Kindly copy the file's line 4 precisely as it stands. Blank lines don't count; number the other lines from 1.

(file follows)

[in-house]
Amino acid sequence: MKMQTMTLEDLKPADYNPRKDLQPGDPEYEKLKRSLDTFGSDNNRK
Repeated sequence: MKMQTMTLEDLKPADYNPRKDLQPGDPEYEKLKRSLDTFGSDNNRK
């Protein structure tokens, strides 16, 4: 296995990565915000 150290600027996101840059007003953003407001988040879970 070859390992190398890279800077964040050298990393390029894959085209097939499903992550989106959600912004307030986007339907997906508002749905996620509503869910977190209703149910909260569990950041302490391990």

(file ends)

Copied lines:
């Protein structure tokens, strides 16, 4: 296995990565915000 150290600027996101840059007003953003407001988040879970 070859390992190398890279800077964040050298990393390029894959085209097939499903992550989106959600912004307030986007339907997906508002749905996620509503869910977190209703149910909260569990950041302490391990």